Before we dive into the lotion versus oil debate, I feel compelled to preface my findings with a disclaimer: For the past several years, I have been staunchly Team Oil. As a longtime sufferer of keratosis pilaris—also delicately referred to as "chicken bump skin"—I have personally found that body oil (and in some cases, hair oil) has faded the redness and unsightly texture of this condition far more than any lotion I've tried. I slather myself immediately after stepping out of the shower, et voilà—I'm (relatively) bump-free.
But I'm not the only one who has a strong opinion in this arena: A quick polling of my Byrdie teammates proved that they're very passionate about their oils, whereas my friends prefer the creamy texture of lotion. So I had to put the call out to the experts to settle this once and for all: In the case of lotion versus oil, what's the verdict for soft, healthy, supple skin?
The case for oil
That's because many vegetable-based oils—avocado, jojoba, and almond, for example—mimic the natural lipids found in our skin, which is ideal for a couple reasons. For one, the similarities in structure can help repair and reregulate your skin's moisture barrier, which is responsible for oil production. (That's why many dermatologists recommend trying out a face oil when you have acne-driven or oily skin, no matter how counterintuitive it seems—the oil helps dial down your skin's natural sebum production since it no longer has to overcompensate.)
Beyond that, research shows that when these oils are absorbed by the skin, the top layers of our skin treat them as their own—resulting in a reparative, moisturized effect.
Most oils on the market also tend to contain less questionable ingredients and additives than lotions, though label-reading never hurts. "Make sure it is as pure as possible with clean ingredients," says Noto. "Toxic ingredients are of the past."
The case for lotion
If we're focusing solely on moisturizing abilities, however, NYC-based dermatologist Rachel Nazarian opines that lotion has the edge. "Lotions are a mix of oil and water and typically work better for dry skin," she says, though she adds that it's mainly a matter of timing. "Oils, although they may feel quite hydrating, are really best at locking in moisture due to their occlusive nature. After your skin has absorbed water from a shower or bath, an oil is best used to seal the hydration in. Lotions, on the other hand, are often better at penetrating skin because they are partly water-based, and can deliver ingredients that improve the ability of skin to maintain moisture."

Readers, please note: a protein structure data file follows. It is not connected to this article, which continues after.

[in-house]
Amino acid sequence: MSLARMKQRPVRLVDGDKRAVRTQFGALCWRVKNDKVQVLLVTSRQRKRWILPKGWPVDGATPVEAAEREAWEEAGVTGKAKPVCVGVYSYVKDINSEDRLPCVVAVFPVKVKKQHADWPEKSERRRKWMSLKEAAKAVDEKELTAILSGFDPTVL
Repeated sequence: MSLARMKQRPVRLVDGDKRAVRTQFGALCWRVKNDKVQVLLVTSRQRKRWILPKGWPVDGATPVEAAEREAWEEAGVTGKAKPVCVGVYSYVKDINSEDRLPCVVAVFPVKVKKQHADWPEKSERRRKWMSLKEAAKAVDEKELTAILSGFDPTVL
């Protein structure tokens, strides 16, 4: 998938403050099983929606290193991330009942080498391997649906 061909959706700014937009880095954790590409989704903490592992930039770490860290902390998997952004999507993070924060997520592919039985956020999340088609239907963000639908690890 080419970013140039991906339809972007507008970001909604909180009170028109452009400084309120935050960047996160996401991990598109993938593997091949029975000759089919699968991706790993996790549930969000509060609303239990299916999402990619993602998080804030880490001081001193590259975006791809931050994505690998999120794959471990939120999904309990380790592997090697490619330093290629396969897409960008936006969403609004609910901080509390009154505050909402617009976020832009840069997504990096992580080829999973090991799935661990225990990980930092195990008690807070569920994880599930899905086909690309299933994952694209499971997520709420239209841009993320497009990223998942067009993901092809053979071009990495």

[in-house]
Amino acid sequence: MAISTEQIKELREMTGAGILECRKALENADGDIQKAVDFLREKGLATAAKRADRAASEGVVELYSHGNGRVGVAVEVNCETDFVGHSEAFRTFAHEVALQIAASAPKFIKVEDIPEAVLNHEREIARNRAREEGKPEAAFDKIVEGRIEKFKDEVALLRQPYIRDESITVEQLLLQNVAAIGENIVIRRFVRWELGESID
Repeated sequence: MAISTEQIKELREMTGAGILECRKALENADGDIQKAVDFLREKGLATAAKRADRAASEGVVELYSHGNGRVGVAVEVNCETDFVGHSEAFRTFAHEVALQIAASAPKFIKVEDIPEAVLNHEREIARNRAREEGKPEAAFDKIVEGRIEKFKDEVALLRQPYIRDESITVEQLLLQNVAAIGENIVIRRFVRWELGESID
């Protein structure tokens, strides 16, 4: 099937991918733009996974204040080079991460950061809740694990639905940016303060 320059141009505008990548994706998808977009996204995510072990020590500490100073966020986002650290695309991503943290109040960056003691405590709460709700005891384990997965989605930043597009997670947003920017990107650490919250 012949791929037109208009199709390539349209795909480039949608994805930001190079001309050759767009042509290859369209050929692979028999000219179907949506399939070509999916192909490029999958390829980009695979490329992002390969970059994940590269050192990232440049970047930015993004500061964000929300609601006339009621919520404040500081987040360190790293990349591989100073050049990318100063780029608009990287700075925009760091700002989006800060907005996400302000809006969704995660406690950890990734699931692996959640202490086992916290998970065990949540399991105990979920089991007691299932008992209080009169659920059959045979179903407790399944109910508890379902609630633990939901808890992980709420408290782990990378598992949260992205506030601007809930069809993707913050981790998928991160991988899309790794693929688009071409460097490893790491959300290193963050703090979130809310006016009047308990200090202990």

And as mentioned, you'll need to be extra wary of phantom ingredients—or worse, ingredients that will dry your skin out more—when shopping for lotion. "Avoid gel-based products or those containing alcohol," she says. "These products tend to dry skin more than ointments, lotions, or creams."
It really comes down to personal preference—and timing. And for that reason, it doesn't hurt to have both on hand. Oil will work better when your skin is wet (since it helps lock in that water) so that might be your best option directly after showering. "Immediately upon exiting the shower, gently pat skin dry with a towel, and then apply your moisturizer, mixing with droplets of water still left on skin," advises Nazarian. "This will help lock in the maximum amount of hydration possible."
But because lotion already contains water, it can function as your "whenever" moisturizer. But no matter which one you prefer, keep in mind that certain ingredients can give your formula of choice an additional boost. "Look for lotions containing hyaluronic acid and ceramides—both enhance skin's water-retaining abilities over time," says Nazarian. And as for oil: "If it is packed with other herbs and extra oils, these ingredients will do different thing to repair and nourish based on the ingredient's special components," says Noto.
This essential oil guide is a great place to start.